Brian Viner: Owens, the Olympic colossus, outruns all to the summit of sporting greatness

Sport, in its truest form, should be a test of speed, agility, endurance
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The Independent Online

My illustrious colleague James Lawton on Tuesday wrote a characteristically elegant piece in these pages asserting that Tiger Woods is the greatest sportsman of all time. I disagree, although I concede that it's a difficult week to argue against the proposition, with the memory still fresh in the mind of Tiger's almost royal progress round Hoylake, the regality of it punctured only by a lone Scouse voice shouting, "Go on, Woodsy, lad!" I don't suppose he'd ever been called Woodsy before he landed on the Wirral peninsula.

Without doubt, Woods is an amazing piece of work. It is my privilege to have watched both him and the Wimbledon champion Roger Federer at close quarters in the past month, and I can't think of any two sportsmen, certainly none that I have ever seen, who have come nearer to perfection. I don't just mean perfection in the sporting sense, either, but also in the way that they conduct themselves away from the crucible of competition.

To attend a Federer or a Woods press conference is to sit in on a masterclass of charm and humility. At the Open, when an Italian journalist who admitted to not being a golf writer asked Woods a long-winded question about tennis, and finished up by asking him his opinion of Italy, there were barely suppressed sniggers around the room. But in reply Woods was polite, articulate and thoughtful.

He has been known to let loose the odd expletive on the course; indeed, the American networks, terrified that someone might introduce the F-word to an impressionable nation in the same degenerate decade that it glimpsed Janet Jackson's nipple, some time ago felt compelled to introduce a four-second delay whenever Tiger was playing. Similarly, Federer in his younger days was occasionally guilty of streaks of petulance on the court. But that just goes to show that they are not automatons.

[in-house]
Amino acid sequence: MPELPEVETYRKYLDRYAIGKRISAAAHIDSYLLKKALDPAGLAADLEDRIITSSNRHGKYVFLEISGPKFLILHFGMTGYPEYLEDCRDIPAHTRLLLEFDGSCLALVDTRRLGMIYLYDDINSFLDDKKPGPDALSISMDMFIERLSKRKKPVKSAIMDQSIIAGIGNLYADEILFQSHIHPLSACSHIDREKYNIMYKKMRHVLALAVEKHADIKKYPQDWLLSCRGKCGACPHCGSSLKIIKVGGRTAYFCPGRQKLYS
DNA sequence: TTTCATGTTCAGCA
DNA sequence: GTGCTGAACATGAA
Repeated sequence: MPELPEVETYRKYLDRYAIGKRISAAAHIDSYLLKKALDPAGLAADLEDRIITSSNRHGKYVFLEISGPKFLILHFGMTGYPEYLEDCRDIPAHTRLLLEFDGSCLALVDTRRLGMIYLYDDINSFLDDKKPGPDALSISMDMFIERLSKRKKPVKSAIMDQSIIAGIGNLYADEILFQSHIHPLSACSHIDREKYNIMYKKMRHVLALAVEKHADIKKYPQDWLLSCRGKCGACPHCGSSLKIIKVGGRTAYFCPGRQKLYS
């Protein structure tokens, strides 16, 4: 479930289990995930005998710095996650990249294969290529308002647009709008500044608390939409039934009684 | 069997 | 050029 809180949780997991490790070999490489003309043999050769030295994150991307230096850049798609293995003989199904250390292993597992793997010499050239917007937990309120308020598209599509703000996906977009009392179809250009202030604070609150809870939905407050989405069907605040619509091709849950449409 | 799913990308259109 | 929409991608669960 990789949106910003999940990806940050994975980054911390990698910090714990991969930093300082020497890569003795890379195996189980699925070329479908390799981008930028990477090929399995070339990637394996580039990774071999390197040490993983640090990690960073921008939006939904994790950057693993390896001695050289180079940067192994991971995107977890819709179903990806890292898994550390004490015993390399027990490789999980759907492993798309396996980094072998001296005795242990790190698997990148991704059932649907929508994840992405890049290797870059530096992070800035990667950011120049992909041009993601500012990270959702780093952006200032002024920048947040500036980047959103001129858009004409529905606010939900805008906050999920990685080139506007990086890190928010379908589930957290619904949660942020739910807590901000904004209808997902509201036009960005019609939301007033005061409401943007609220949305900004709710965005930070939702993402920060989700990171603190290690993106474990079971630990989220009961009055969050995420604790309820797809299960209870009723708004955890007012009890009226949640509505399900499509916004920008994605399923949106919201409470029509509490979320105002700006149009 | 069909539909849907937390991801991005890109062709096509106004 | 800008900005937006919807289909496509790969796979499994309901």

Rather, they are human beings blessed with almost unbelievable talent, and for the most part, with impeccable style.

But the greatest sportsman of all time? That's a mighty claim and - though far be it from me to contradict Jim - I would contend that Woods is not yet even the greatest golfer of all time. For my money - a small amount of which went west at Hoylake because I preposterously thought that Thomas Bjorn at 50-1 was a better bet than Tiger at 6-1 - Jack Nicklaus still sits top of the list.

That's partly because Nicklaus won 18 majors and Tiger is still seven behind; partly because Nicklaus was still leaving Young Turks in his wake at the age of 46, when he won his sixth US Masters. It is true that, at 30, Nicklaus had won a mere eight majors, whereas Tiger at 30 has amassed 11. It is also true that Tiger, given continued health and a following wind, will probably, in Jim's evocative word, "engulf" Jack's record. But not yet he hasn't. Moreover, by 1986, the year Nicklaus added that last Green Jacket to his wardrobe, he had played in 100 major championships as a professional and finished in the top three 45 times. Even Tiger should let out a long, low whistle when he considers that remarkable statistic.